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We tested, in three studies, whether the generalization of contact effects from primary to secondary outgroups—the secondary transfer effect (STE)—occurs for collective action. The results supported a serial mediation model: contact with immigrants by advantaged group members (Italians: Study 1, N = 146, 121 females, Mage = 28.31 years; Study 3, N = 406, 239 females, Mage = 36.35; British people, Study 2, N = 160, 113 females, Mage = 32.31) was associated with lower perceived moral distance toward primary outgroups, which in turn was associated with more positive attitudes and greater collective action intentions toward primary outgroups, and lower perceived moral distance toward secondary outgroups. Lower perceived moral distance toward secondary outgroups and stronger collective action intentions toward the primary outgroup were associated with higher collective action intentions toward secondary outgroups (results were inconsistent for attitudes). We discuss the findings with a focus on how a consideration of perceived moral distance extends current theorizing, and the relevance of generalized prejudice for the STE.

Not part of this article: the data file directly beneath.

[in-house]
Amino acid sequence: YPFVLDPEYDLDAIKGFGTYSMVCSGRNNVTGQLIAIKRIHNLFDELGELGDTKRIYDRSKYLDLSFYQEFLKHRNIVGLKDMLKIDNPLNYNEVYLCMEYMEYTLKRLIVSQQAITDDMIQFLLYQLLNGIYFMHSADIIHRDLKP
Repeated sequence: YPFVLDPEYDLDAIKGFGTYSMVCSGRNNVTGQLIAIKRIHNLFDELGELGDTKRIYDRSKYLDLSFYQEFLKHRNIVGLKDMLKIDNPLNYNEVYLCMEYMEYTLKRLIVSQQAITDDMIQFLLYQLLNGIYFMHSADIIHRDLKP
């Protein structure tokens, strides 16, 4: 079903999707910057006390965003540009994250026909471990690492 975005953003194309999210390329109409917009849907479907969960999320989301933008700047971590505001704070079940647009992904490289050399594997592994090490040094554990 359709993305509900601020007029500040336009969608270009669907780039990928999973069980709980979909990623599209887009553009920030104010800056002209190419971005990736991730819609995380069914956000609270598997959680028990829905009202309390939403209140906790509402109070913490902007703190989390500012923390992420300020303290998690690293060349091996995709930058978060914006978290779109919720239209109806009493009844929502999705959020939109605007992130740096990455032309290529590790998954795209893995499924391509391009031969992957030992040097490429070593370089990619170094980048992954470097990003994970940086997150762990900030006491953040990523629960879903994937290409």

Original publication




Journal article


European Journal of Social Psychology

Publication Date





450 - 470